Crowdfunding Can Cost SSI Benefits

By: Catherine Freeman, 2L
Staff Writer

In recent years, crowdfunding has become a popular way for people to raise money for personal causes. One of the most popular ways is GoFundMe.com. At first glance, websites like GoFundMe seem harmless, as they give donors the ability to help those facing monumental challenges. But in some situations, the financial assistance derived from these sources can cause many disadvantages.

Demicka Gilmore has witnessed this issue firsthand. Gilmore’s 15-year old daughter, Tavi, was diagnosed with osteosarcoma, a rare form of bone cancer, at the age of 12. This type of cancer requires almost daily trips to the doctor, which made employment for Gilmore nearly impossible.

Demicka Gilmore

Demicka Gilmore lost her SSI when she crowdsourced hospital bills. | Source: www.ijreview.com

Although Gilmore originally worked a full-time job, she was eventually forced to give up employment in order to provide around-the-clock care to her daughter, who is now terminally ill. Unable to afford housing any longer, Gilmore and her two children soon became homeless.

Fortunately, a local minister offered the family a place to stay in the basement of a nearby church. Gilmore then decided to start a GoFundMe page to raise money for her daughter’s Sweet Sixteen birthday party, a Make-A-Wish trip to London, and a year of rent in an apartment.

Gilmore was shocked when over 300 people donated $16,000 to her cause. Her sudden glimpse of relief, however, quickly came to a halt when she received a letter from the Social Security Administration and the Washington State Department of Social and Health Services requiring Gilmore to record the $16,000 in donations as income.

The news was devastating to Gilmore, considering the income change would mean she would lose all public assistance from the government—the only way in which Tavi has received the medical care she needs. While donations on sites like GoFund-Me are generally considered gifts in the context of tax consequences, the donations have significant effects for those receiving Supplemental Security Income (SSI), a federal program that helps eligible low-income individuals deemed disabled cover the costs of basic needs. For those receiving this type of assistance, the donations derived from crowdfunding sites constitute a type of “resource.”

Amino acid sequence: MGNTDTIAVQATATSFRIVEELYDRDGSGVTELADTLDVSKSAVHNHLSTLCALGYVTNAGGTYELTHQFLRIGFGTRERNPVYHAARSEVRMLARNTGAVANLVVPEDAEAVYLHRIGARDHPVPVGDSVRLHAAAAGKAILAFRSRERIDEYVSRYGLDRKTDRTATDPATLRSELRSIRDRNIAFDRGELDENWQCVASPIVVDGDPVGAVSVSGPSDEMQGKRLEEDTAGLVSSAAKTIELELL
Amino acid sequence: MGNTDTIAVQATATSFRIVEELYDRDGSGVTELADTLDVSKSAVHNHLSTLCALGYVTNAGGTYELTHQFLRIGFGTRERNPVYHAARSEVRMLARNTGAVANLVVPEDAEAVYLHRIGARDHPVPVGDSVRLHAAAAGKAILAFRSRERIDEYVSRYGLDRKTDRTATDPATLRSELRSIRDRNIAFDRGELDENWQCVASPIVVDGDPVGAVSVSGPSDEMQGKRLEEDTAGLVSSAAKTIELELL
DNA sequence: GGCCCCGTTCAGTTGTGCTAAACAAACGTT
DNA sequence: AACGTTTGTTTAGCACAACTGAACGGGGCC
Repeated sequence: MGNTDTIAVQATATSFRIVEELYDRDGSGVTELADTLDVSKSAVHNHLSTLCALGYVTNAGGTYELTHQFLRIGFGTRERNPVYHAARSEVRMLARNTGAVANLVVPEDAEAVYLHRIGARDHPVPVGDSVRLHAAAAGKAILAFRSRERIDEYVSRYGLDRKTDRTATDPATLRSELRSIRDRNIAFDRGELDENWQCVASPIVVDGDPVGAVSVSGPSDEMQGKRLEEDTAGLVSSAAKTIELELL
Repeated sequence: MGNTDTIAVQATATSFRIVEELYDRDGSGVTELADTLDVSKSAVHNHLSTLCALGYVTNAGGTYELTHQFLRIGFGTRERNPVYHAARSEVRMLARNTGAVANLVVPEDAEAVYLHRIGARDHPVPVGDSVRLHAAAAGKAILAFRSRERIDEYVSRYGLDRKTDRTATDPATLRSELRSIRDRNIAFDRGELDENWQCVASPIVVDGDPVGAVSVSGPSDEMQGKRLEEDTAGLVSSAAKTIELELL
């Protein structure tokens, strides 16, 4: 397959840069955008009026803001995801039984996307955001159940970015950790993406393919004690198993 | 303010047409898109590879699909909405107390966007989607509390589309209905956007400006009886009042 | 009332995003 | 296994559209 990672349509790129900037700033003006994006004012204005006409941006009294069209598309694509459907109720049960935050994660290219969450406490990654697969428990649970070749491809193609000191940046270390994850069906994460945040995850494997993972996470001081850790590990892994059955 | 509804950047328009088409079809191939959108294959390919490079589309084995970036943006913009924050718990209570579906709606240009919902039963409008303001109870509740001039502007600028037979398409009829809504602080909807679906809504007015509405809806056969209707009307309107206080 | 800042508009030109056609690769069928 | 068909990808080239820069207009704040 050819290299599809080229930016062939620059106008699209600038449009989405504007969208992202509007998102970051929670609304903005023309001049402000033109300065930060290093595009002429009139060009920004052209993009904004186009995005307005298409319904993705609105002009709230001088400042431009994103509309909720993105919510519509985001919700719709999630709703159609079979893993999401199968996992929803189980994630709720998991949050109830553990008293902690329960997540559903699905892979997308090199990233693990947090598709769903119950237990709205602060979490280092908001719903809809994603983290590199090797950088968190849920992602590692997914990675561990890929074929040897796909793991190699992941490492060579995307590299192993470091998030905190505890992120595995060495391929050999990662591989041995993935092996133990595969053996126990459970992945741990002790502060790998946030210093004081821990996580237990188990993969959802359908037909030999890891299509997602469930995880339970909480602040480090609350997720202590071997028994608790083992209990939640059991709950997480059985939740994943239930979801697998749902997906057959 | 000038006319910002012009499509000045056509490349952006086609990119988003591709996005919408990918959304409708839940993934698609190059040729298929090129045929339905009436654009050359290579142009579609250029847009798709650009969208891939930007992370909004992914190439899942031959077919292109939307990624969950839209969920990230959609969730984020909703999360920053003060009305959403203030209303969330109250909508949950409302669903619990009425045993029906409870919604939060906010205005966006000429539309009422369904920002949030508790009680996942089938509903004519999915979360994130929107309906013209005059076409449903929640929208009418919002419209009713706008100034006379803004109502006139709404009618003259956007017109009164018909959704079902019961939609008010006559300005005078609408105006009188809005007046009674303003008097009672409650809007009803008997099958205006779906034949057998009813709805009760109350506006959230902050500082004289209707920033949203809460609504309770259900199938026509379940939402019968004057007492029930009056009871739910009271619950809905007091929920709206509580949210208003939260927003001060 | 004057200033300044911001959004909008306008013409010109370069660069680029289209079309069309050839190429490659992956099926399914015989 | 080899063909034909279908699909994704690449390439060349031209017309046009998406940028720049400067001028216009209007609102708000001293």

Under current SSI laws, any cash gift exceeding $2,000 for the taxable year must be considered when computing the total amount of resources the individual possesses. If a single person like Gilmore wants to continue to receive federal aid, one’s total assets (including resources) must remain under $2,000. Once Gilmore became aware of this dilemma, she was forced to refund all of the donations she received back to the respectful donors.

Luckily, a Florida non-profit called “DirectlyTo” has stepped in to attempt to re-raise the funds raised on the Go- FundMe site. So far, the non-profit has raised over $7,000 dollars toward the $15,000 dollar goal. Gilmore’s case highlights how sites like GoFundMe are lifesavers at first glance, but may result in significant, unforeseen consequences for those who are most in need.

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